While I haven’t been able to read this book, just by looking at your summary of it, it does remind me a lot about a book Renfrew co-edited, with Chris Scarre, about 10 years ago, entitled Cognition and material culture: the archaeology of symbolic storage. In that book they explore Merlin Donald’s thesis that material culture deeply extends and changes cognitive capacities, not just in the sense of retasking, but in the sense of restructuring and altering. Merlin Donald argued that the use of artefacts to extend cognition represents an important stage in human cognitive evolution; for example, by using writing and other symbolic notation systems, it becomes possible to transmit and store information without it being distorted by the normal reconstructive processes that are typical of human and other biological memory capacities. According to a recent study by Peterssen et al. (2007), using writing does influence cognition: their MRI scans revealed that the brains of illiterate Portuguese women were less left-lateralized and had more white matter than those of literate Portuguese women from the same socio-economic background. This finding has intrigued me, it could for instance indicate that literate people can afford to have less connectivity in their brains (white matter is an indicator of connectivity), perhaps because they so frequently rely on maps, written lists, and other written sources to supplement their memory While Donald (and Renfrew) situate many of these cognitive changes with the emergence of sedentary lifestyle, there are reasons to suspect that they occurred earlier. To take the example of social inequality, the three burials at Sungir of an adult man and two children, dated at about 25 000 years ago, is often taken as evidence of social inequality in the Upper Palaeolithic. These three people are each covered with thousands of ivory beads (which were attached to their clothes, but of course, clothes are not archaeologically traceable, this is indirectly inferred from the position of the beads). Experimental studies by Randall White indicate that such beads are difficult to make, and that it takes about 1 hour to make a single bead. The children therefore probably didn’t make all these beads, but were wearing beads made by other people.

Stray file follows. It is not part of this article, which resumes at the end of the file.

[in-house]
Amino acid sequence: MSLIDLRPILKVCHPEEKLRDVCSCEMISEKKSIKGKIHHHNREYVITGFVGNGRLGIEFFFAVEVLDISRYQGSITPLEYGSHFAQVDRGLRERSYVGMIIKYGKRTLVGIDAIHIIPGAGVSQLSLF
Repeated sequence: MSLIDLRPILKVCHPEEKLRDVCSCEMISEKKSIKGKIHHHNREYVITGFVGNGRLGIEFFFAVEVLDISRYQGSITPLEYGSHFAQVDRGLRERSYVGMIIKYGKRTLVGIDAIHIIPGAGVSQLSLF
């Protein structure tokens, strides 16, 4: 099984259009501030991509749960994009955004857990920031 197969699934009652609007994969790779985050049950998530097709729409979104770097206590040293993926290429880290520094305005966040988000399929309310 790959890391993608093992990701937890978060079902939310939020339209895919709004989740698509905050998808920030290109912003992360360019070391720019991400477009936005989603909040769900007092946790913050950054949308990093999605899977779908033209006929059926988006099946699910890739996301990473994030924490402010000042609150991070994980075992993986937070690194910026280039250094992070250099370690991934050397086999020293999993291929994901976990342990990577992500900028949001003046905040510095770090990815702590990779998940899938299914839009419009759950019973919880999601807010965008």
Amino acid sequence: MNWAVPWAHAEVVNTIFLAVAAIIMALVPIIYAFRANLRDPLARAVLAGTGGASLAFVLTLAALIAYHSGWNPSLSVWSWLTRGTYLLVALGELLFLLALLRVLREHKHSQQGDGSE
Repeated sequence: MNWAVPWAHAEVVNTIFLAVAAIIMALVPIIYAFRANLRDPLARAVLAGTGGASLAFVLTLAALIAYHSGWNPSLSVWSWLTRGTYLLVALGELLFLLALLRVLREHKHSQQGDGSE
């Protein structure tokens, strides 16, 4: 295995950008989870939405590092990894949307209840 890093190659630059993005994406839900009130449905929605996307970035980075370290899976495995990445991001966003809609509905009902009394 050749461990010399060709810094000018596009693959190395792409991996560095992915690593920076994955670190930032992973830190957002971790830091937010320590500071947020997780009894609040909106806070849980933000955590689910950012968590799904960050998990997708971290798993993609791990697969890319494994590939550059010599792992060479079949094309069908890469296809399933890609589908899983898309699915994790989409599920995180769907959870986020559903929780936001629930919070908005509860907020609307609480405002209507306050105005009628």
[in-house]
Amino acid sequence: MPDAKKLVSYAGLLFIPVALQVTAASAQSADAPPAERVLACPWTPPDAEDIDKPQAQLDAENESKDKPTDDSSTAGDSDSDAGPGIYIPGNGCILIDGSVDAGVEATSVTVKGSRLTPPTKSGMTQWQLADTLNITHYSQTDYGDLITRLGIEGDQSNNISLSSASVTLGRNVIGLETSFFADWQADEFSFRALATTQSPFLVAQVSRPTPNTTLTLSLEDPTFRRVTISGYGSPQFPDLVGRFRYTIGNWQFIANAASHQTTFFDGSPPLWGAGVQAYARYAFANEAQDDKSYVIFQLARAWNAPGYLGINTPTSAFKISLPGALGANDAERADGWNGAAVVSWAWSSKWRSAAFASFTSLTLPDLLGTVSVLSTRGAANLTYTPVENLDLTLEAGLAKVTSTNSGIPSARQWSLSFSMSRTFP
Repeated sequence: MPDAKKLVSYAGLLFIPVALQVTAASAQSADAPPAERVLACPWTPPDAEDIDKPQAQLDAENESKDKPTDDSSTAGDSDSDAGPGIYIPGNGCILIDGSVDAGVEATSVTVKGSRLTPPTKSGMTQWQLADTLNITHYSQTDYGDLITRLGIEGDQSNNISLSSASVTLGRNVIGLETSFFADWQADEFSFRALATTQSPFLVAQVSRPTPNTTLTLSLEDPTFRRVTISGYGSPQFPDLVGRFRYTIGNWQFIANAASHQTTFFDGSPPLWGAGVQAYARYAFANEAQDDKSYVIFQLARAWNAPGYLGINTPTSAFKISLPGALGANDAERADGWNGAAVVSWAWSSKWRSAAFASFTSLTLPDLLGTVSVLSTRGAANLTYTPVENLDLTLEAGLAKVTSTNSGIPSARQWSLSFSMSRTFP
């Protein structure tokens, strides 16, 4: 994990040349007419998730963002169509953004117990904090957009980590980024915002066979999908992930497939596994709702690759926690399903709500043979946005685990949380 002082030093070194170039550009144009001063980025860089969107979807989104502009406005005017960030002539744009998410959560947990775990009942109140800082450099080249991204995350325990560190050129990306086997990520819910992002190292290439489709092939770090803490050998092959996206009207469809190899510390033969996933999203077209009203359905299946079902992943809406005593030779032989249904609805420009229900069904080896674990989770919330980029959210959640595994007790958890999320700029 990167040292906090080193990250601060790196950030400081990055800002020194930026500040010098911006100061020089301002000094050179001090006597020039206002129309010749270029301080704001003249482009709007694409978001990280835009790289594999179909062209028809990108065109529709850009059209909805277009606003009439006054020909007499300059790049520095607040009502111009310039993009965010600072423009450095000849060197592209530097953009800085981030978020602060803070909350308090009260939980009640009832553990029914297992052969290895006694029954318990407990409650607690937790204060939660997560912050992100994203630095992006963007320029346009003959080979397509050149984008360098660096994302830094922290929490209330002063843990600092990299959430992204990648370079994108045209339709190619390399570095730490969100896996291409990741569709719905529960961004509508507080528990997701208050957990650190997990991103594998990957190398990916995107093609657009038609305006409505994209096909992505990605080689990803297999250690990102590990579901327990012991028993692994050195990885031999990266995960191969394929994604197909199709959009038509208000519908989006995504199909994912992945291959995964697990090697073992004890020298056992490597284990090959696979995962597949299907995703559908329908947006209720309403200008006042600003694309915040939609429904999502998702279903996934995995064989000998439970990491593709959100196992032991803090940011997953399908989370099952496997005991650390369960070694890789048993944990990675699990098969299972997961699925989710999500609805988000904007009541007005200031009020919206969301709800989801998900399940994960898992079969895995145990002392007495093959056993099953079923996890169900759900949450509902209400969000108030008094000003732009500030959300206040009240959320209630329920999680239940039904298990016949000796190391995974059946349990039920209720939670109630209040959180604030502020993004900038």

• guest guest 8 December 2008 (16:44)

    I’ve always wondered if there is a connection between deprivation or the perception of deprivation and an increasing sense of private property. That is, as food and other resources become more scarce, or as if people believe them to be more scarce, is there an intensification of ownership behavior. For example, people who have suffered through periods of starvation will often horde food, and certain cultures have been known to become less egalitarian during times of deprivation (Turnbull’s Mountain People, perhaps?). I wonder, then, if the rise in possesive behaviors among neolithic cultures could be traced to either a percieved or real lack of resources? Certainly, the claim has been made that foraging groups suffer from fewer and less devastating famines than their agricultural neighbors, and for the majority of the members of agricultural societies there is a very real deprivation as the elite claims the lion’s share of the resources. This is, of course, in addition to all of the other factors that could have played a part (sedentism, division of labor, etc.). Maybe one of you could shed some light on this question. Thanks, Jeremy

  • Maurice Bloch
    Maurice Bloch 23 December 2008 (11:30)

    Another type of explanation, which is complementary to the EP one, but closer to Frazer, is the following. First of all, forget about magic but think about the problem of getting truthful answers to vital questions. The obvious source is people but… they are all potential liars. So one seeks answers from non-human sources that avoid the lying theory of mind potential of people. This avoidance characterises Azande divination which looks to physics (stones thrown in the air) or non mental biology (which of two sticks will be eaten by termites) as sources of truth. This rationale also applies to practices such as gold curing jaundice. It is a remedy that bypasses human intentionality and its dangers. Magic is thus to be explained, first of all, by what it is not.